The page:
Hotels in South Wales

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South Wales Introduction

From the modern city of Swansea to the rolling green hills of the Brecon Beacons, South Wales is a diverse area that blends urban culture and rural countryside. Along the coast you'll find quaint fishing villages with stone houses and inland there are historic hamlets with traditional pubs and long country walks. There are vast sandy beaches that are popular with surfers and old-fashioned seaside resorts that families love.

Hotels in South Wales

There's a wide selection of hotels in South Wales, so you're bound to find something suitable for your type of trip. If you are heading for Swansea, Newport or a larger town, you'll find discount hotels close to central areas. Offering free WiFi and a free breakfast, these South Wales hotels are a cheap, comfortable base to explore the area. If you're looking for a country break, there are luxury boutique hotels around the Brecon Beacons area, many of which have guestrooms with private balconies or terraces to enjoy the view. With features such as minibars, espresso machines and bathrobes, these luxury hotels in South Wales are all about relaxation.

Where to stay

Swansea has a modern bay area with large hotels and office blocks dominating the skyline. There's a waterfront area that has been updated, with a large number of restaurants and cafes, and lively bars which create a party atmosphere at weekends. Head to the Maritime Quarter and you can sit on a sandy beach watching yachts come into the harbour or explore a small selection of boutique shops. The town of Brecon is a gateway to the Brecon Beacons and sits along the River Usk. With stone houses and cosy inns, this traditional Welsh town is surrounded by green hills and is a perfect country escape.

Things to see

The Big Pit: National Coal Museum is a fascinating look into the industrial past of South Wales. Huge pieces of industrial equipment sit among the rolling green hills, with disused railway lines and coal dust-stained buildings still standing. You can explore the narrow underground passages where men used to work in near-darkness for hours and see displays of old equipment dating back to Edwardian times. The Brecon Beacons, covering an area of over 500 square miles, are a must-see when you travel in South Wales. There are moss-covered sandstone peaks, calm lakes and tumbling waterfalls to be found along the rocky walking trails, as well as charming Welsh villages surrounded by lush green countryside. WWT Llanelli Wetland Centre has 500 acres of conservation land, with marshes surrounded by long grass. Wander down the trails and you'll see bright pink flamingos, nesting geese and a huge variety of rare birds living in their natural habitat.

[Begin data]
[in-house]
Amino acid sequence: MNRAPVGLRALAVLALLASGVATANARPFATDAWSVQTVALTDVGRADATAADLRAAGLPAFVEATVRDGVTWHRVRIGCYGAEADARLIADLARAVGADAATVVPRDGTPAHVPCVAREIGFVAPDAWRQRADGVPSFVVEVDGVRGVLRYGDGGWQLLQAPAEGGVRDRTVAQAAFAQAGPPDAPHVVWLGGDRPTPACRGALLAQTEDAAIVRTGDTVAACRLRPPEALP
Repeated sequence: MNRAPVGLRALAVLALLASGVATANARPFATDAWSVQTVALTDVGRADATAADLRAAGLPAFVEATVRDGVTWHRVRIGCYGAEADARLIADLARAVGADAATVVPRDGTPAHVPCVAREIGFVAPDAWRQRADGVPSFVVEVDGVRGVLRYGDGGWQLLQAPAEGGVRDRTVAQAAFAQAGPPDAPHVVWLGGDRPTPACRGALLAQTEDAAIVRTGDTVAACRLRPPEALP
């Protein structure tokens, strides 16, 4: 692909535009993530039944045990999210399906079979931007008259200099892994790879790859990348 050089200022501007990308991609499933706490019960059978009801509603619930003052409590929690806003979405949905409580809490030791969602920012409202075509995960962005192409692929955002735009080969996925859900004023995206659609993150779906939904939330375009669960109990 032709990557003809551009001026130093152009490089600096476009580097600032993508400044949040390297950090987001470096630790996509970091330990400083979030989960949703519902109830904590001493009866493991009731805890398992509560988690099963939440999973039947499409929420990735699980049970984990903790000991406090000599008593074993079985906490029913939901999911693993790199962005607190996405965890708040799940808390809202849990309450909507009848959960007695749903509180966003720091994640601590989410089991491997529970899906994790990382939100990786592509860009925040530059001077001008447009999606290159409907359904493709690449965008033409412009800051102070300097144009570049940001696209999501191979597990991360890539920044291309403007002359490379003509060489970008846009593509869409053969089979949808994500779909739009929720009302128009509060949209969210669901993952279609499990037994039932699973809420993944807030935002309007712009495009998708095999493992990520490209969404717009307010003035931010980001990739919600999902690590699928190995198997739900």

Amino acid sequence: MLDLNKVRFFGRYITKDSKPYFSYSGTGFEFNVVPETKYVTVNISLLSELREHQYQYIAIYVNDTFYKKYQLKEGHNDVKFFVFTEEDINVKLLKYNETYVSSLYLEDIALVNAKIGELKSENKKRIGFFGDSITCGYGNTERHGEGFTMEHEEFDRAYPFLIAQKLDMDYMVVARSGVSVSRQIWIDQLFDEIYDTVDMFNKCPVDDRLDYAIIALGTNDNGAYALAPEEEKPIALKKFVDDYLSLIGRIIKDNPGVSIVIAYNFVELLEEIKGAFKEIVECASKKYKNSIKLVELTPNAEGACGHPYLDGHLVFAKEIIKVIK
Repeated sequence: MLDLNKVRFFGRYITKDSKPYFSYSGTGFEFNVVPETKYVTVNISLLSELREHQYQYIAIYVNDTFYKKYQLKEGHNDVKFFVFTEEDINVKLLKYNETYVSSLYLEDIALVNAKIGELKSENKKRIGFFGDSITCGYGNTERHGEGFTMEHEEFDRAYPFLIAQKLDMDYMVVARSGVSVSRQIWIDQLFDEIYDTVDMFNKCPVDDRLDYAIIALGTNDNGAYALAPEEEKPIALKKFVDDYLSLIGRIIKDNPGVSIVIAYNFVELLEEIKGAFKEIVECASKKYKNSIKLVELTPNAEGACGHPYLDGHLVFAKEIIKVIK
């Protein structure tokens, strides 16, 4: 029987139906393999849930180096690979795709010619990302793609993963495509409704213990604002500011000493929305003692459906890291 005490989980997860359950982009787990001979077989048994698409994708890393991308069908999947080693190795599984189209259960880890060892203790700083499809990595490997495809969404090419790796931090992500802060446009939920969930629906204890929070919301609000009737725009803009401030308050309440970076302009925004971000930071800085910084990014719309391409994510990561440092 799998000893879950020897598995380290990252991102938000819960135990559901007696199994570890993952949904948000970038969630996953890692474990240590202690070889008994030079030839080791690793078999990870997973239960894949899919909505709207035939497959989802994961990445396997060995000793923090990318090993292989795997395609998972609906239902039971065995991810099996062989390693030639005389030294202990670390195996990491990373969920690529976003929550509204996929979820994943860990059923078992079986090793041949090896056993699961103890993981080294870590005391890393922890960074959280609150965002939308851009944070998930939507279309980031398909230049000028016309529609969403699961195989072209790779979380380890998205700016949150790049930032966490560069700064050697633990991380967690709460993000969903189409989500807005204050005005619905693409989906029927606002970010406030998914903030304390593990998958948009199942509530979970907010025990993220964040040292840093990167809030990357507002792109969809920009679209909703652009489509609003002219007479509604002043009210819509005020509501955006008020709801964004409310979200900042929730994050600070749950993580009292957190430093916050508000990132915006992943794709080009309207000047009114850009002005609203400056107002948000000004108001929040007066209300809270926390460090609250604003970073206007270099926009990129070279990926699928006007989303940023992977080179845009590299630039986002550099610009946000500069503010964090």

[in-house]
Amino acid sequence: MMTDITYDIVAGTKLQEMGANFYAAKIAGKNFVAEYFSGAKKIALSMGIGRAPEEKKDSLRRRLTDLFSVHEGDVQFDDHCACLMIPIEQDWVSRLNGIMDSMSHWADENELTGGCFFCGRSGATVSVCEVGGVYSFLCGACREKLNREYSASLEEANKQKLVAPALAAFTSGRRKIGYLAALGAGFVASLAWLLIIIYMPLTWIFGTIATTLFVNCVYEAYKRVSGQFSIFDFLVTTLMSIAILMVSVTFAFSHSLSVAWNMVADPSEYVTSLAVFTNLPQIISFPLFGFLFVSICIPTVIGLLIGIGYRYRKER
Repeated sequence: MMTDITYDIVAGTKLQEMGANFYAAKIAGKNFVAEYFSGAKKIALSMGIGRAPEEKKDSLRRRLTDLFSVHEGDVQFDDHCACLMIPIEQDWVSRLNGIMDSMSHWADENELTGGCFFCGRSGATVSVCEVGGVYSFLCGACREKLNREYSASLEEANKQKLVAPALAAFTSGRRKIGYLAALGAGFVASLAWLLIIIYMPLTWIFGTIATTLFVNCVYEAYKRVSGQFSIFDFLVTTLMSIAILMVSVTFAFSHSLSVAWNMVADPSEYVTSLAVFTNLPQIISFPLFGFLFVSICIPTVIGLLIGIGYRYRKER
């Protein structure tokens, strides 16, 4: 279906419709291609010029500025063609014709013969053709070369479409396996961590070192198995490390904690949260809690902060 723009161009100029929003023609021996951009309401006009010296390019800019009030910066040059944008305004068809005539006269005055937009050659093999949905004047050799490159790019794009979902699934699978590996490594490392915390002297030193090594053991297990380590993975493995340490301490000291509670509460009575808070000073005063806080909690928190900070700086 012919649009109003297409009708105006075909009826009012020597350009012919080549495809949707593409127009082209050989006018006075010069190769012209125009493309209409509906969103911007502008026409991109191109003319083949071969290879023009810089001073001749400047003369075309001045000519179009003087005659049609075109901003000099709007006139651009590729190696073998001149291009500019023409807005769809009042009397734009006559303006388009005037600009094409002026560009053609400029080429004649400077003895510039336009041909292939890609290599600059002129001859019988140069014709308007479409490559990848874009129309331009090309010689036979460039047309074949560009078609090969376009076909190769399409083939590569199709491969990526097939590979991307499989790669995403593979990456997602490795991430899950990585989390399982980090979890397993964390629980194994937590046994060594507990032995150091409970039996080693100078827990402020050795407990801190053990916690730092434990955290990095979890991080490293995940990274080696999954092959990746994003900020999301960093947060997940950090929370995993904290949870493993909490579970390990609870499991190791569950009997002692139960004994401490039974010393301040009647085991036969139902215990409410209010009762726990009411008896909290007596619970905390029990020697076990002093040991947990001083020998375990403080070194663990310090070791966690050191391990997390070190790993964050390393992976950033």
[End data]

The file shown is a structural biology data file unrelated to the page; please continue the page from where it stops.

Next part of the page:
How to get to South Wales

Cardiff Airport serves the South Wales area, and flights arrive from across the UK and Europe. Most South Wales reviews recommend taking the shuttle bus to Cardiff Central, from where there's a train line that runs along the coast to Milford Haven, which takes just under 3 hours. There are direct services by train to Cardiff Central and Swansea, where you can change for local trains. Bristol Airport is also a handy arrival point, with lots of budget airlines landing here. It's just under 2 hours from Swansea by car or you can take a shuttle bus to Bristol Temple Meads for train services to South Wales.